The necessity for brahmacharya is an absolute.
“What people call dwelling in the forest [aranyayanam], that is continence” (Chandogya Upanishad 8:5:3).
Most yogis have an inward pull to the forest life, to live in the midst of real nature away from the noise and poisons of city life as well as the noise and pollutions of human society. The Gita describes the yogi as “remaining in solitude, alone” (6:10), and having “distaste for crowds of men” (13:10). Whether this is a samskara or an intuition, it will be found in nearly all serious yogis.
One of my best friends was constantly going out into the wilds and risking life and limb so he could meditate far from any other human being. I am not exaggerating about the risks he took. One time he was literally starving, and even wrote a note to anyone that might find his body, saying that it was his unwise ways that caused his death, and yoga should not be blamed. He had been taken into the wilderness by another man, but he had left his original camp and gone farther into the forest. So when the man came back after some weeks to check on him, he could not be found. As my friend was lying on the ground, preparing to die, suddenly that man came walking up and asked: “Where is that woman?” Hardly able to speak, my friend asked his own question: “What woman?” “That woman with the long black hair in the orange dress! If I hadn’t followed her, I couldn’t have found you.” At first my friend was flummoxed, but then he reached in his pack for his photograph of Paramhansa Yogananda. “Is that the ‘woman’?” he asked, holding it out to the man. “Yes, that’s her!” the man replied. The master certainly honored my friend’s forest-yearning, however impractical.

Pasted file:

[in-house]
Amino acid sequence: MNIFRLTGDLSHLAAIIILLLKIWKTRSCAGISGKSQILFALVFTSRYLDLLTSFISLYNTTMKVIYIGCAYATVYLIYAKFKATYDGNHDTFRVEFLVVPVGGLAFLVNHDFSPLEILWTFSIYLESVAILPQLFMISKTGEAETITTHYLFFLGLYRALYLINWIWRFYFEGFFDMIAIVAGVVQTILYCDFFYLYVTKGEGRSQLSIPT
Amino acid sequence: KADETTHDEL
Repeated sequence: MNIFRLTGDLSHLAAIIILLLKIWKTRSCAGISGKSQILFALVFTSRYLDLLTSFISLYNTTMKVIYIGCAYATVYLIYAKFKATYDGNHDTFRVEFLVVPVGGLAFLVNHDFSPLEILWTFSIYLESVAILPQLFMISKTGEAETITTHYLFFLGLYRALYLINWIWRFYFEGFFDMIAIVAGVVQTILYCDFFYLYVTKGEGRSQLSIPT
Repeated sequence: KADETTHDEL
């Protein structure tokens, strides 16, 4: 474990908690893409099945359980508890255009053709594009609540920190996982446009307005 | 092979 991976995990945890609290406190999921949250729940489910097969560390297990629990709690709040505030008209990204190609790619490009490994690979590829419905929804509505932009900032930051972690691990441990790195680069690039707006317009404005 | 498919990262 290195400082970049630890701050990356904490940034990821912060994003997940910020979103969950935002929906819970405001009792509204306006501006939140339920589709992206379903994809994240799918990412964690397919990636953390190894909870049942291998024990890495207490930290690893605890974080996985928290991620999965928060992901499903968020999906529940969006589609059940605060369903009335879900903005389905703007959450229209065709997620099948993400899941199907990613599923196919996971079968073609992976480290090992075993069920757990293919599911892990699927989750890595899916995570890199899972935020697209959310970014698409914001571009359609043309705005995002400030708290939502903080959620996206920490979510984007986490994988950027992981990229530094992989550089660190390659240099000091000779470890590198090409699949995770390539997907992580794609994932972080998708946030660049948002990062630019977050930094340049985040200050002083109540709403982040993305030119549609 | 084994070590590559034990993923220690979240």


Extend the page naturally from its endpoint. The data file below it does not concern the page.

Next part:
Solitude is a matter of interior condition. The remarkable Russian Orthodox saint, Saint John of Kronstadt, not only never slept, he was never alone more than two hours in twenty-four. Yet a man who knew him very well said: “Father John was always alone.” In contrast are those that go miles away from any human being and take the whole world and its population right with them. The teaching of the upanishad is that Brahmacharya is the way to accomplish true inner solitude and quiet.